If Romney is going to catch up, he does not have much time left. The election in Colorado is already being decided. In Colorado voters can mail in ballots as of October 15 and vote in person beginning on October 22. In 2008, 78 percent of the votes were cast prior to Election Day.

But Romney will be getting help from outside sources that John McCain did not. Americans for Prosperity, the fiscally conservative advocacy group founded by the Koch brothers, was not around in 2008. Now it has five paid field organizers in Colorado. Each AFP organizer can draw on the strength of actual grassroots Tea Party groups. The Colorado Tea Party Patriots, for example, are offering up their members to do canvassing at the direction of AFP’s paid professionals. “We’ve got more than sixty groups across the state,” says Regina Thomson, who coordinates an umbrella of Tea Party organizations in Colorado. “We’re actively getting involved with organizations like AFP because they’ve already got walk lists and infrastructure to make it happen.”

But when it comes to canvassing, Obama holds a geographic advantage. To mobilize voters in inner-city Denver, or Boulder, one can stand on the street or walk down a residential street ringing bells. Much of Republican Colorado is simply not accessible in that way. “We hope to reach all 172,000 [registered Republicans in El Paso county], realistically if we reach 75,000 we’re doing very well,” says Roy. “That’s just the reality of distance. We have rural areas that you can’t walk.” To compensate, the GOP is augmenting its phone banks by buying ads on local conservative talk radio and sending mail to registered Republicans, urging them to vote.  

Colorado has one distinctive demographic feature that does play to Romney’s advantage. It is 4.8 percent Mormon. The church is officially politically neutral and not engaged in electioneering. (When I asked the main Mormon Church in Denver if it was doing any nonpartisan voter mobilization the answer was a terse, “No.”) But Mormons, an already Republican-leaning group, are sure to come out in droves for the first Mormon major party presidential nominee. Underground, unofficial voter turnout efforts in the church have come to the national media’s attention. Buzzfeed reported on a viral e-mail being received by Mormons all over the West, calling for them to fast and pray on September 30 for Romney to do well in the presidential debates. A Mormon Church official in Nevada distributed a presentation urging Mormons to speak “with one voice” in the presidential election.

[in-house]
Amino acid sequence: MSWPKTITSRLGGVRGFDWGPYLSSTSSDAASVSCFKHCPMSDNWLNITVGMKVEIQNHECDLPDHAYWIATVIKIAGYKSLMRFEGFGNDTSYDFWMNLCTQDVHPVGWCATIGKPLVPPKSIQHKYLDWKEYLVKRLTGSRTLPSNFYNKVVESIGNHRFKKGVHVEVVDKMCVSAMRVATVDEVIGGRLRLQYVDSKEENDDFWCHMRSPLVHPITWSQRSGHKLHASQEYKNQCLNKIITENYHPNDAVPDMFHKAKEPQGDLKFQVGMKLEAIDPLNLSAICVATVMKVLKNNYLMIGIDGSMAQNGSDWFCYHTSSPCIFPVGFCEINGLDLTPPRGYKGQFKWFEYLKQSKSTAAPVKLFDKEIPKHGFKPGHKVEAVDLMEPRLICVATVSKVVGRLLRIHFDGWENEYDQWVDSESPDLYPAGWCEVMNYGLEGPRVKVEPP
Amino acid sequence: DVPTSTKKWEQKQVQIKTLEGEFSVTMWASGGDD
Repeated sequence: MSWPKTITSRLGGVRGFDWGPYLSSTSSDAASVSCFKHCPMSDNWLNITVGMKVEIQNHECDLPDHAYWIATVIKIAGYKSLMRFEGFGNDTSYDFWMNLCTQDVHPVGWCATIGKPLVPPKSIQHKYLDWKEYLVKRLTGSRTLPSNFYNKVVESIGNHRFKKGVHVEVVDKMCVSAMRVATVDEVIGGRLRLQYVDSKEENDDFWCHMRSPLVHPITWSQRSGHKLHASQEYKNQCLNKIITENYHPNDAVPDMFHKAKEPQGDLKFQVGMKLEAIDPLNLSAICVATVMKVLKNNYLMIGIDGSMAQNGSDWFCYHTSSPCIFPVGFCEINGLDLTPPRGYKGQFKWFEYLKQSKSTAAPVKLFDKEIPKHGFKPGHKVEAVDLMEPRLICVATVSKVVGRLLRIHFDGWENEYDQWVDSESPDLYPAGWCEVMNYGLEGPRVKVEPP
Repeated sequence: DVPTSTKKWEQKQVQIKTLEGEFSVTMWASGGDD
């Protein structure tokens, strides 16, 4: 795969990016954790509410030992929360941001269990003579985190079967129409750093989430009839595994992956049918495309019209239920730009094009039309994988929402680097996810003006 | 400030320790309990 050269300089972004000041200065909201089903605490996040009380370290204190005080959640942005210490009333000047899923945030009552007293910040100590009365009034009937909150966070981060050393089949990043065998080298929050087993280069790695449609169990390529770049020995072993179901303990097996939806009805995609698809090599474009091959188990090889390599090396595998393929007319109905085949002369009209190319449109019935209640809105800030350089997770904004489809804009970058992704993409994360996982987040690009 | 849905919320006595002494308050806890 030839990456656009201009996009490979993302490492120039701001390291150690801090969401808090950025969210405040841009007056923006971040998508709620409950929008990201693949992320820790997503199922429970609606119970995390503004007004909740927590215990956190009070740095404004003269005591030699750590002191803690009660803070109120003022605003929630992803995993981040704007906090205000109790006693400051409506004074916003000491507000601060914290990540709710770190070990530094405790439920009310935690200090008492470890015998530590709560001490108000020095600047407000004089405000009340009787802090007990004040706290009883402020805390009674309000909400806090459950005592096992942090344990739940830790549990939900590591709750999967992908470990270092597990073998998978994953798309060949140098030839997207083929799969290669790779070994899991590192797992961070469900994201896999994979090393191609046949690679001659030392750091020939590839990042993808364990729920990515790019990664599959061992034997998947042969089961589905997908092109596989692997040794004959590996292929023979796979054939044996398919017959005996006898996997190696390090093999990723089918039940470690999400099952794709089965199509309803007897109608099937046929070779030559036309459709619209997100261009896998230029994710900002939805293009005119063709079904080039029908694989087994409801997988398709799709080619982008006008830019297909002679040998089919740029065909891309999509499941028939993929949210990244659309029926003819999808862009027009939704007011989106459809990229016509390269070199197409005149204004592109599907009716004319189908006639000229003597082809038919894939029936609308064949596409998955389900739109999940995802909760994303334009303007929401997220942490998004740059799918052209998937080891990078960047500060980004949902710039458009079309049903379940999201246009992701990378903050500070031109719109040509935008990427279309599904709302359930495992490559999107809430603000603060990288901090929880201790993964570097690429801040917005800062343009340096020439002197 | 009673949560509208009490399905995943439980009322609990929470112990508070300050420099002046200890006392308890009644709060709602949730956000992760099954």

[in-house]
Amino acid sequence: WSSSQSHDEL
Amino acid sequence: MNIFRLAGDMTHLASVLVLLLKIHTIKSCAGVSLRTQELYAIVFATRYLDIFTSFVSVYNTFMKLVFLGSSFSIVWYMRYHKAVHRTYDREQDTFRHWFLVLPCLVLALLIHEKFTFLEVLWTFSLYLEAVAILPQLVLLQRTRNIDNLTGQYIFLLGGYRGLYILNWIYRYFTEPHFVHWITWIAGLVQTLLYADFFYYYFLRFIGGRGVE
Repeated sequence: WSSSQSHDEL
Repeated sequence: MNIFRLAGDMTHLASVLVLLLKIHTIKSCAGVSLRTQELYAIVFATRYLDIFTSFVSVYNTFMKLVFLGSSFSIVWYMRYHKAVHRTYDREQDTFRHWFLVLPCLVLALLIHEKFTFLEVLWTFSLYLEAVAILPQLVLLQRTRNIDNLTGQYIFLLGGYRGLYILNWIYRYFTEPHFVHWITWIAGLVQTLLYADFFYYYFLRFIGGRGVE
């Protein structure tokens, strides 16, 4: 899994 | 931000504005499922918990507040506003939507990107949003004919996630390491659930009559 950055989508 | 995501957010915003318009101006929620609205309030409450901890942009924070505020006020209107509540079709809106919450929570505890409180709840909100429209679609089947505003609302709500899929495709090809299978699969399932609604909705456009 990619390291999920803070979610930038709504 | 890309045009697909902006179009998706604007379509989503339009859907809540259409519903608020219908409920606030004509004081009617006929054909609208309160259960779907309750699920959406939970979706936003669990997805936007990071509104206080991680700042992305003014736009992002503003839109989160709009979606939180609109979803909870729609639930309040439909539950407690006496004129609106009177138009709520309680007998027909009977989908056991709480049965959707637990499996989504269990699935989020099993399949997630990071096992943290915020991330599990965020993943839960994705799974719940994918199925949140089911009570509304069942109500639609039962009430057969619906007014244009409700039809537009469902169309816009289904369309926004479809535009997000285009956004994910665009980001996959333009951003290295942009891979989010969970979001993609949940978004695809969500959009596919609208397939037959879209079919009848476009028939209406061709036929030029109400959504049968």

Being a Mormon, particularly one who used to support gay rights and abortion rights, is not particularly advantageous in Colorado’s much larger evangelical community. But even among evangelicals, Colorado’s large Mormon population is a boon. Colorado Republicans say that anti-Mormon bias among evangelicals is not an issue in the Rocky Mountain West as it is in the South. “Mormons in the West are a bigger part of the community,” says John Suthers, Colorado’s Republican Attorney General. “Everyone has Mormon friends and coworkers.” That is not just hopeful Republican spin. “As much as anywhere the country there is no anti-Mormon feeling as there is in the Bible Belt or some parts of the country,” concurs Mike Stratton, a Denver-based national Democratic strategist.

And evangelicals are as motivated by Obama-hatred as any part of the Republican base. “Whatever reservations they have about Romney pale next to Obama,” says Suthers. “Beating Obama is their number-one goal in life right now.”

“Most evangelicals think Obama is a Muslim or the Antichrist himself,” says Roy. “They think the Mormon is more in their camp than the Muslim is. I don’t think Obama is a Muslim. I think the whole thing with Pastor Wright in 2008 would have disproved that, but that’s a pervasive sentiment.”

But in Colorado, the cultural alienation card can be played both ways. In 2010, Michael Bennet—a Democrat who had been appointed in 2009 and had never run for office before and barely won his primary—managed to eke out a win in the general election despite a national Republican wave that flipped two congressional seats in Colorado. He was lucky that his opponent, Ken Buck, was a far-right Tea Party insurrectionist who was prone to making inflammatory statements, such as comparing homosexuality to alcoholism. But Ritter says that Bennet’s campaign provides a model for Obama to mimic against Romney. “Michael Bennet probably won that race because he tarred his opponent as someone who is unacceptable to moderate Republican and independent women,” says Ritter. Emphasizing education and social issues is the way Obama could do the same to Romney. And, sure enough, Obama has run television commercials on abortion rights in Colorado, even in heavily evangelical El Paso County.

Thanks to an increasingly extreme Republican Party, the electorate is as polarized as ever. On both sides, the presidential campaign’s ground game is designed to exploit, rather than ameliorate, that polarization. That’s good politics. One phone call from a stranger won’t convince many people to change their political allegiances. But it won’t make it any easier to unite the country on November 7.